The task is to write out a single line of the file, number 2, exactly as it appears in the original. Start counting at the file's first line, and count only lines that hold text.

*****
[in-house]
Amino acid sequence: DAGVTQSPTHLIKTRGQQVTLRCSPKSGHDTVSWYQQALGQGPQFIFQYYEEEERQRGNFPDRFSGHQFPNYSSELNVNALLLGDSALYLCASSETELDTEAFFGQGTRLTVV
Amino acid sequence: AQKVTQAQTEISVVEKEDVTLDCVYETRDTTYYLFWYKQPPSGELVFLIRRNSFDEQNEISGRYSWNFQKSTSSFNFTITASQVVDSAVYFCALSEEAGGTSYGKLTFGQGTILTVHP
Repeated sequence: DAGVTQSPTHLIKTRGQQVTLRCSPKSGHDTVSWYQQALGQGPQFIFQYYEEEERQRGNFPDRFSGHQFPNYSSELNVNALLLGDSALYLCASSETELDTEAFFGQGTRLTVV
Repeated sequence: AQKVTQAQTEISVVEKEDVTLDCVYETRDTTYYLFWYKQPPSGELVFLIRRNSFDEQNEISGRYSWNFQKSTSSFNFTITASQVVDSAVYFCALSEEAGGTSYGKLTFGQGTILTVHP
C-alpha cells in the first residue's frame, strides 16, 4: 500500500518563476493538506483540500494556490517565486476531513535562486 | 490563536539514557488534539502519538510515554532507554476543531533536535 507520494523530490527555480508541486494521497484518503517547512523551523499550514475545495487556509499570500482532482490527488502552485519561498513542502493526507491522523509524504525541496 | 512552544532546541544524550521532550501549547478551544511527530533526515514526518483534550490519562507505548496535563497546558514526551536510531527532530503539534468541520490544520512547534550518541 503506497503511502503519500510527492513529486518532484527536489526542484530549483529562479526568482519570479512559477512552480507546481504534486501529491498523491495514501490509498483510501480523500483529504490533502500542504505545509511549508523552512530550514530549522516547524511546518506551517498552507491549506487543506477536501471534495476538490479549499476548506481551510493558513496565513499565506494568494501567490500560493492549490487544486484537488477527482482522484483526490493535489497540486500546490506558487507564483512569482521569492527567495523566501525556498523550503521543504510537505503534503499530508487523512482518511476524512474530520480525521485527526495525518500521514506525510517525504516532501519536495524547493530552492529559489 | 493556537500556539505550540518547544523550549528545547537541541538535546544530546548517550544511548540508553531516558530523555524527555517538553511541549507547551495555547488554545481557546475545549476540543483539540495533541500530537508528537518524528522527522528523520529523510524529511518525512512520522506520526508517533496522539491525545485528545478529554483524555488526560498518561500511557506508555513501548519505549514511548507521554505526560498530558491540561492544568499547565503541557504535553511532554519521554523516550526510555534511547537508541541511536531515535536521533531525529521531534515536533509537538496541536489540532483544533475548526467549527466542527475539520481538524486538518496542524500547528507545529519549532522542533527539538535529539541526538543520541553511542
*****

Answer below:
Amino acid sequence: DAGVTQSPTHLIKTRGQQVTLRCSPKSGHDTVSWYQQALGQGPQFIFQYYEEEERQRGNFPDRFSGHQFPNYSSELNVNALLLGDSALYLCASSETELDTEAFFGQGTRLTVV